Drawing on the work of Craig Calhoun, Richard Sennett, Paul Gilroy, and Ash Amin, Suzanne Hall undertakes a minute examination of one local high street in South London, the Walworth Road, as a microcosm of urban cultural territory.
Suzanne Hall’s study encourages us to appreciate the cultural value of local shopping streets and to take action to protect their fragile social core. This book breathes new life into multicultural ideals by equating them with the ‘ordinary’ diversity of local shops.”
-Sharon Zukin, City University of New York, British Journal of Sociology, 2013
Kavita Ramakrishnan, PhD Candidate, Geography, University of Cambridge and Research Affiliate, LSE Cities, reflects on the recent ‘Fluid Uncertainty: Prospects of Urban Water’ workshop held at LSE Cities on 30 April. You can download a PDF summary here.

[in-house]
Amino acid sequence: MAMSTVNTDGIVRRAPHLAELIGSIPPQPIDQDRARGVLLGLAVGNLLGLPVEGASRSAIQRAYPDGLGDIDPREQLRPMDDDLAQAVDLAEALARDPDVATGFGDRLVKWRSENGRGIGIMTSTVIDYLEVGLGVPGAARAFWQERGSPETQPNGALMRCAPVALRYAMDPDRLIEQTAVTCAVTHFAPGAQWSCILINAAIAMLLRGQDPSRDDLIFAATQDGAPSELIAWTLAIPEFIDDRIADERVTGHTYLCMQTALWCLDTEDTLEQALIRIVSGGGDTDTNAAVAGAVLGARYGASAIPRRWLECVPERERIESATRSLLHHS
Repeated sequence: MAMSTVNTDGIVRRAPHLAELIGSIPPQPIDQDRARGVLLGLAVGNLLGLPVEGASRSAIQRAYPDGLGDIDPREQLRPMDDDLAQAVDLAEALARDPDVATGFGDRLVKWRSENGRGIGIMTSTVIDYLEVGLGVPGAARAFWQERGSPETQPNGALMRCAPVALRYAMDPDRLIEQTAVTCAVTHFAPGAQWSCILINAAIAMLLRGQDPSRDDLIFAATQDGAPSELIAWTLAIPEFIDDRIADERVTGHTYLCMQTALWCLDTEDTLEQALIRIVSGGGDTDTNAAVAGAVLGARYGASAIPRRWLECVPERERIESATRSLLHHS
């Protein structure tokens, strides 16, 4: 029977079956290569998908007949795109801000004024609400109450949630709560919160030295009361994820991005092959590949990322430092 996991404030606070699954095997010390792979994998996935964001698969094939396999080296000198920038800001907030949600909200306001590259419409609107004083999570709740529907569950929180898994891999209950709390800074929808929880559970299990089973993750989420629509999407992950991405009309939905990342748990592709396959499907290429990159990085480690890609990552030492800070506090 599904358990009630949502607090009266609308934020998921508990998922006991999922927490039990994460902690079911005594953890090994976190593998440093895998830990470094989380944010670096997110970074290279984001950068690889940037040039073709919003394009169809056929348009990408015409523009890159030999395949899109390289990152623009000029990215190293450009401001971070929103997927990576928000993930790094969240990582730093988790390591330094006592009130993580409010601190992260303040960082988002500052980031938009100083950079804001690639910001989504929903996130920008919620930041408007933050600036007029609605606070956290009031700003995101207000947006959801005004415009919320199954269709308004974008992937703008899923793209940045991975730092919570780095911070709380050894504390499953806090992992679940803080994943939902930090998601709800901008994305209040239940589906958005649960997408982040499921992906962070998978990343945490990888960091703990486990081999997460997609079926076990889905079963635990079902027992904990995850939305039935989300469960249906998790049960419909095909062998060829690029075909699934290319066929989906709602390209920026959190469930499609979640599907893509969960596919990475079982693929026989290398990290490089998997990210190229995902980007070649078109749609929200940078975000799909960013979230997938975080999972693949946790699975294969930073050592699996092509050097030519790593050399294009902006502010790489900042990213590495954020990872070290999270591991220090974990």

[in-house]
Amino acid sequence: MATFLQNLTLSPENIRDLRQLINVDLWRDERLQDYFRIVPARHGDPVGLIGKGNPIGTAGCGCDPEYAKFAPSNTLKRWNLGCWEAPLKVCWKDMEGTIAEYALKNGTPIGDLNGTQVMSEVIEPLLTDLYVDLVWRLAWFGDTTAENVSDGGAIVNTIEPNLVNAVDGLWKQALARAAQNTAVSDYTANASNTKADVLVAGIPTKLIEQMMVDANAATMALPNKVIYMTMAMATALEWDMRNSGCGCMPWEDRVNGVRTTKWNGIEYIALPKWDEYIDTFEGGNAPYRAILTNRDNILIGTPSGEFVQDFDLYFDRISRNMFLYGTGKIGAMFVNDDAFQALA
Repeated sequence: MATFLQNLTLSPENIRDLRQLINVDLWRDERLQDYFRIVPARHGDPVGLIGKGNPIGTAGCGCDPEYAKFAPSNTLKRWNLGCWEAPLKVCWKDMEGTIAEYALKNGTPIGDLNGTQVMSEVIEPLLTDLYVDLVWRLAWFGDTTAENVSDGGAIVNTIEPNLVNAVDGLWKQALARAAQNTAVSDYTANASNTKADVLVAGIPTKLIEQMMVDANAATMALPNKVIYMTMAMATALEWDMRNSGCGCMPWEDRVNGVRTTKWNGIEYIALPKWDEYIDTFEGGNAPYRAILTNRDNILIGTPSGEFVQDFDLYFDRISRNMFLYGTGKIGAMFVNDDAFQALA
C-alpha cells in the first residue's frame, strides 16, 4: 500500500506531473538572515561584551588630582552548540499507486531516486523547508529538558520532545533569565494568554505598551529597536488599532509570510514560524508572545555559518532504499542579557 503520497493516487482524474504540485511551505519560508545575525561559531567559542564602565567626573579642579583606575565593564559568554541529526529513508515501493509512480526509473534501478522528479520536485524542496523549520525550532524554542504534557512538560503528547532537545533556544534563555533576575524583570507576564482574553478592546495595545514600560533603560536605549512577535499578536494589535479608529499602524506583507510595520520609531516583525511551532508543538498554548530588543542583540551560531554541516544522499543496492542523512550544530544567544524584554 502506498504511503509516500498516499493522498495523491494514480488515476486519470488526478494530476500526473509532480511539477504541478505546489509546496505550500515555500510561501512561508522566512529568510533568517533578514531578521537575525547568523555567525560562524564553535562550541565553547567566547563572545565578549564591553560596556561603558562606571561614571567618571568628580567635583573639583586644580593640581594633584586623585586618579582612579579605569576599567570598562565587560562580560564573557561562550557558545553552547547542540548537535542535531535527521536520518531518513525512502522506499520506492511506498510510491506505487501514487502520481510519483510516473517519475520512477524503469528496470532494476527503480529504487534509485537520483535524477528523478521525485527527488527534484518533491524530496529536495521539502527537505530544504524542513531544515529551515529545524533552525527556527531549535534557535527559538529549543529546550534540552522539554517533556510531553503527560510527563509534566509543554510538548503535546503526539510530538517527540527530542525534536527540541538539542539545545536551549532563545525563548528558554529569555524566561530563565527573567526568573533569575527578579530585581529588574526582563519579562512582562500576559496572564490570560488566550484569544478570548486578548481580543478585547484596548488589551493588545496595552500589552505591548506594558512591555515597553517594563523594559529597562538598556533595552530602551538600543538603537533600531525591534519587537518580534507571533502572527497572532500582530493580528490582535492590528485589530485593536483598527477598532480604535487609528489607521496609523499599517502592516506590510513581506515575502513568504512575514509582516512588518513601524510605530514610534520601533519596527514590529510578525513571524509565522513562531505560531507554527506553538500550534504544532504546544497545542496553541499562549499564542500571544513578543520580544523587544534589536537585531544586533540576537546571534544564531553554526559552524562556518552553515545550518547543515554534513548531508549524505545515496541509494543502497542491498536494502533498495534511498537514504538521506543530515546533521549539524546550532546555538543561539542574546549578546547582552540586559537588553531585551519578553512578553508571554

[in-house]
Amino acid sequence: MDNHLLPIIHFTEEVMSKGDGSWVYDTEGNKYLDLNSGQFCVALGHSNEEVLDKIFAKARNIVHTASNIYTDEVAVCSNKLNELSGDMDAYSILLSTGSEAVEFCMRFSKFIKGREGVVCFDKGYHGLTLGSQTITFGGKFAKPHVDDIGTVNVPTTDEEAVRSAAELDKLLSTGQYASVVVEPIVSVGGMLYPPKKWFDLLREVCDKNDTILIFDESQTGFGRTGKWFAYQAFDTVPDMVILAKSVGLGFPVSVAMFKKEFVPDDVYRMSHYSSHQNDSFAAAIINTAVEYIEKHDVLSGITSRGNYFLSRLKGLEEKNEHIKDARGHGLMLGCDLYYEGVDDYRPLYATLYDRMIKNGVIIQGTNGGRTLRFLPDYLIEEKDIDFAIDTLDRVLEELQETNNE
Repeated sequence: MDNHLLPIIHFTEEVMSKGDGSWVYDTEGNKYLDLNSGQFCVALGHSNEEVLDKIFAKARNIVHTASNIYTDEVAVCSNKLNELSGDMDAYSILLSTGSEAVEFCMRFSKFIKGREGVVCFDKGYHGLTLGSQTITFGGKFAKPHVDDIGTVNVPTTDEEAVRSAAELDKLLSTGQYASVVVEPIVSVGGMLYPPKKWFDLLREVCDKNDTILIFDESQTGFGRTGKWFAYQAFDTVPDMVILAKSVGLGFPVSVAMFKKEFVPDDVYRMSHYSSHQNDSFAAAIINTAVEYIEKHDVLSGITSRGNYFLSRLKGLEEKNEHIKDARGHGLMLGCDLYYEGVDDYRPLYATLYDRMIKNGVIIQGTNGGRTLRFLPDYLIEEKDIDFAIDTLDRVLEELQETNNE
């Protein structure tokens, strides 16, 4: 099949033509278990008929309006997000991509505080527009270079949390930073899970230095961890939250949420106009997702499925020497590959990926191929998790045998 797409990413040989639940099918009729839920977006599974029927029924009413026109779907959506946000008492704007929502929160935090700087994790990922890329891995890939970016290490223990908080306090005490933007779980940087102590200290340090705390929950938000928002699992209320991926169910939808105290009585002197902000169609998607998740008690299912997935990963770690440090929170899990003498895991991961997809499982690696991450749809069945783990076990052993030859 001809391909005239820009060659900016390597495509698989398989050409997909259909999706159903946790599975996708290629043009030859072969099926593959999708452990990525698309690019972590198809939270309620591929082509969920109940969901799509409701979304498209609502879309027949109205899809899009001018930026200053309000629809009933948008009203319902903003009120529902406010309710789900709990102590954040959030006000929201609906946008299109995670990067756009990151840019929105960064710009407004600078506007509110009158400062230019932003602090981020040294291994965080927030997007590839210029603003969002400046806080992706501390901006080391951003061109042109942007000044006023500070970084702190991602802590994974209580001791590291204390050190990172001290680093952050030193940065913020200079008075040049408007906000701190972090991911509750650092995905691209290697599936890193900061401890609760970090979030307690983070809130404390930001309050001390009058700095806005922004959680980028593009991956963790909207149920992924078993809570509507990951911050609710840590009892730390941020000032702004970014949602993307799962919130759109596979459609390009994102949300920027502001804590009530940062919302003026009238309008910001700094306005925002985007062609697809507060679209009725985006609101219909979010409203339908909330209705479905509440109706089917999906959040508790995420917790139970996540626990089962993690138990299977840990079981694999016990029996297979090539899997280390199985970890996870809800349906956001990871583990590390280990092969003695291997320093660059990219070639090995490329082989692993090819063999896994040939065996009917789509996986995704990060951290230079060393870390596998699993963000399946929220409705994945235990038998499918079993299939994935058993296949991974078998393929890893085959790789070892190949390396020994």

MSc City Design students host a public lecture, Urban Stories, Learning from Mistakes, with Alfredo Brillembourg, founding partner of Urban-Think Tank and guest professor at the Graduate School of Architecture and Planning, Columbia University. This event will take place on Friday 14 June 2013, 5.00-6.30pm in the Thai Theatre, New Academic Building, LSE. Entry is free and on a first come, first served basis.
Richard Sennett talks with artists, architects and planners to find out what they think of the cities revealed in Thomas Struth’s photographs. For more information click here.
On 13 June, Karl Baker presented at the ‘Re-industrialisation and progressive urbanism’ conference at Plymouth University. The conference brought together academics, architects and urban designers interested in the positive potential of urban re-industrialisation. The full programme is available here. Karl’s paper is entitled ‘Conspicuous production: valuing the visibility of industry in urban reindustrialisation strategies’ and builds on research initiated for his Masters dissertation at LSE’s Cities Programme in 2011.